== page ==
Instagram’s pivot into complexity

One of the reasons why Twitter works so well is its high information density, enforced by the 140 character limit. All the information is immediately visible in your stream. There is no need to read a subject line and then click through to the content, as with email. In fact, there’s very little clicking required at all — only scrolling. Sure, you can click on a link or a photo if you’re motivated to do so, but only if you believe what you’ll find at the other end of the link is going to be interesting to you. Otherwise, all you have to do is just keep scrolling.

Instagram’s core strength relied on a similar principle. It was just photos you could scroll through. Nothing more, nothing less. You could open Instagram for 10 seconds and check what’s new, or for 10 minutes and get lost in the universe of people’s lives. And you always knew what you were going to get: an endless stream of photos. Just keep scrolling.

Well, not any more. This week, co-founder Kevin Systrom introduced the addition of video content on Instagram, saying:

Some moments, however, need more than a static image to come to life. Until now these stories have been missing from Instagram.

Just like that, Instagram gave up their biggest strength: the simple consistency of giving users exactly what they expect every time they open the app. Now there’s no way to tell if you’re going to see a photo or a video. When you do happen upon a video, you have to stop scrolling and wait for it to load. And if you happen to check Instagram during a meeting and forget to turn the sound off… well, awkward.

This is such a change in direction from the company Kevin Systrom described in 2010 in an answer to the question What is the genesis of Instagram? (my emphasis added):

We decided that if we were going to build a company, we wanted to focus on being really good at one thing. We saw mobile photos as an awesome opportunity to try out some new ideas. We spent 1 week prototyping a version that focused solely on photos. It was pretty awful. So we went back to creating a native version of Burbn. We actually got an entire version of Burbn done as an iPhone app, but it felt cluttered, and overrun with features. It was really difficult to decide to start from scratch, but we went out on a limb, and basically cut everything in the Burbn app except for its photo, comment, and like capabilities. What remained was Instagram.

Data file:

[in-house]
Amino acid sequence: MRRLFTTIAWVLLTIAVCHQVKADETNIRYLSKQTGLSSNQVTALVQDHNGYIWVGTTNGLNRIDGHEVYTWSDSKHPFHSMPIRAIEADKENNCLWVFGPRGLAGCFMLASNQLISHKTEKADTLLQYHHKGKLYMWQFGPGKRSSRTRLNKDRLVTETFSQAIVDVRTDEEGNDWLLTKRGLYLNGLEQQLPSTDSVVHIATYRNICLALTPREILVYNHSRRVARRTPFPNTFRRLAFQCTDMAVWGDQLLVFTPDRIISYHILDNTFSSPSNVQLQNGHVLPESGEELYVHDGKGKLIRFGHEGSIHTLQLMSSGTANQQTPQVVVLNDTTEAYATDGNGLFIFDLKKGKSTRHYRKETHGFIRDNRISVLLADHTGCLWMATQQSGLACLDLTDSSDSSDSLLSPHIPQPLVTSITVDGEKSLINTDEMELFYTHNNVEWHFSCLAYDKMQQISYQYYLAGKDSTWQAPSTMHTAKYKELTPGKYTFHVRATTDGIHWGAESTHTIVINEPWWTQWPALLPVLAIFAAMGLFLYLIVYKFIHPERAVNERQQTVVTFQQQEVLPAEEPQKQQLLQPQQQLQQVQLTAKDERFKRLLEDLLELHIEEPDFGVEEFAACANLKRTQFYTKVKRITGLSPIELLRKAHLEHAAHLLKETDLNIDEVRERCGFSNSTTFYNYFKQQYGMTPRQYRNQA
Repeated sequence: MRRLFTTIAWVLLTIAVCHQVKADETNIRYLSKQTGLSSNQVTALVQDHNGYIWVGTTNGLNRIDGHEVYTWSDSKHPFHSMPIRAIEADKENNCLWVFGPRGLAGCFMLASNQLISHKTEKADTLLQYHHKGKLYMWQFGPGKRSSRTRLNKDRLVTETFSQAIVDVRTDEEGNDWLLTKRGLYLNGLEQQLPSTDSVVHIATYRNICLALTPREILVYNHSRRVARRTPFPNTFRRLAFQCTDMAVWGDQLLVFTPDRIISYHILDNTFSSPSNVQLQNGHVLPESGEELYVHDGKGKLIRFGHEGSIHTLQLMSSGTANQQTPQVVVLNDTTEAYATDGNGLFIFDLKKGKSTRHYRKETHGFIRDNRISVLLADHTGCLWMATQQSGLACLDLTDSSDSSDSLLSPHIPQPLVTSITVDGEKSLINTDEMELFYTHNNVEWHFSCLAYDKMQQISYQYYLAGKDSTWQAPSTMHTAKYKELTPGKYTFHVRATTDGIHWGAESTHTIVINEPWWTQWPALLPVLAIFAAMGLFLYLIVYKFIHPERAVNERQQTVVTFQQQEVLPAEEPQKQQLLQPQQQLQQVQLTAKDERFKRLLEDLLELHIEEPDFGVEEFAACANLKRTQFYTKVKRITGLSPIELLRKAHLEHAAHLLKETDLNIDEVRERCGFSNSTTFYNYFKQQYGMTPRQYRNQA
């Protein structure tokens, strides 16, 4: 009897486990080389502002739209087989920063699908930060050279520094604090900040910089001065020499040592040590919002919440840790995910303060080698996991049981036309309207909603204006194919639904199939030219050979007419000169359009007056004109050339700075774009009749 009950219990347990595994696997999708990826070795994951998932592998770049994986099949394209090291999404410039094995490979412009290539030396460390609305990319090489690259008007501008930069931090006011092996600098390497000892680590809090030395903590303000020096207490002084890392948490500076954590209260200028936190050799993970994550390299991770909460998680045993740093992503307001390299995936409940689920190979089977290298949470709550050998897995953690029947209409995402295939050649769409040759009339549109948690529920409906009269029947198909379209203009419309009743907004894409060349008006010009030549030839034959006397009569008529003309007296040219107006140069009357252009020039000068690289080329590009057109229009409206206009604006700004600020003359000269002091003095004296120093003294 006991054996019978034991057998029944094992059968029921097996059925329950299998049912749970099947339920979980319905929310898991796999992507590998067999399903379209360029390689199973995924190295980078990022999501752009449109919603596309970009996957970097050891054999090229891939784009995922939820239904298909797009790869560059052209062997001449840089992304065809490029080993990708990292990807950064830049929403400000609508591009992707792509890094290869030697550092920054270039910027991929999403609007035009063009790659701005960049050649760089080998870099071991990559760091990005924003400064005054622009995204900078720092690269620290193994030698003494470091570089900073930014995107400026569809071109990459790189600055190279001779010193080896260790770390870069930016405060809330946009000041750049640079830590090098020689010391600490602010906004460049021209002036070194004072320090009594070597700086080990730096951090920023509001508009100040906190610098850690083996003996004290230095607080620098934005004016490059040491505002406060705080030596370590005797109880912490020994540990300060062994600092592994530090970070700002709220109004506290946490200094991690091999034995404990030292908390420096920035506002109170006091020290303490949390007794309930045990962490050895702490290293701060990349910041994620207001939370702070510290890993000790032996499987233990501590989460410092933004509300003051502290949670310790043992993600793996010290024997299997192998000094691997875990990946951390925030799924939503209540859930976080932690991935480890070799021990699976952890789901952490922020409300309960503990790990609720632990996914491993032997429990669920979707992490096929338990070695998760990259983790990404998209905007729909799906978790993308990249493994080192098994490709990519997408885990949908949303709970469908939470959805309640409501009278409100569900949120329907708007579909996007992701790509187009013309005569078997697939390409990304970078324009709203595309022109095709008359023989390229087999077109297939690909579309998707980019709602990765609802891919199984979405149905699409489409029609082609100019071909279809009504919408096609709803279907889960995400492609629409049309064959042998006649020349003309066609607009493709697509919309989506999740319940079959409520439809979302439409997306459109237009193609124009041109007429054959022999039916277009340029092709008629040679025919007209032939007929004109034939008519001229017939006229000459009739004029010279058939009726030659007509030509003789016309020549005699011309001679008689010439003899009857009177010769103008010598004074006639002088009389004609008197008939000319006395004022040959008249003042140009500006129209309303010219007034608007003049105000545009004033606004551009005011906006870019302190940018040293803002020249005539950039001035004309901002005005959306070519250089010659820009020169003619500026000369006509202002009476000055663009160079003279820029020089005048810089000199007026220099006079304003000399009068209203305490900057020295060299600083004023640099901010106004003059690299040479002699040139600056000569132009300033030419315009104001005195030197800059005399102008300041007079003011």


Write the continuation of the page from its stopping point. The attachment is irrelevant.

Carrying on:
They wanted to be really good at one thing… The first version was cluttered and overrun with features… They basically cut everything, and what remained was Instagram… Until this week. Suddenly, the app is cluttered and overrun with features again.

The introduction of video on Instagram is clearly a move to compete with Vine, the 6-second video service from Twitter. What’s ironic is that chasing after competitor features is exactly how the photo service Hipstamatic lost their own battle against Instagram. From No Filter: How Instagram Caused Hipstamatic To Lose Focus And Gamble On Social:

For a startup that prides itself on the originality and creativity of its users, Hipstamatic spent much of 2012 chasing many other companies’ ideas. “I can honestly say that there was a lot of talk about Instagram, Path, and social,” [Hipstamatic CEO Lucas] Buick says of his company’s internal discussions. “Ultimately, that’s what shifted our focus away from who we really are.”

Only time will tell if Instagram’s introduction of video represents a similar mistake. But it’s worth noting that they have now introduced a significant amount of what Kris Gale calls complexity cost:

Complexity cost is the debt you accrue by complicating features or technology in order to solve problems. An application that does twenty things is more difficult to refactor than an application that does one thing, so changes to its code will take longer. Sometimes complexity is a necessary cost, but only organizations that fully internalize the concept can hope to prevent runaway spending in this area.

I still love Instagram, but I worry that it’s just the latest example of our obsession to add as many features as possible to products out of fear of losing traction. Instead of lateral shifts into additional functionality, I’d like to see more companies double down on the features they already have, and continuously improve the experience around those features.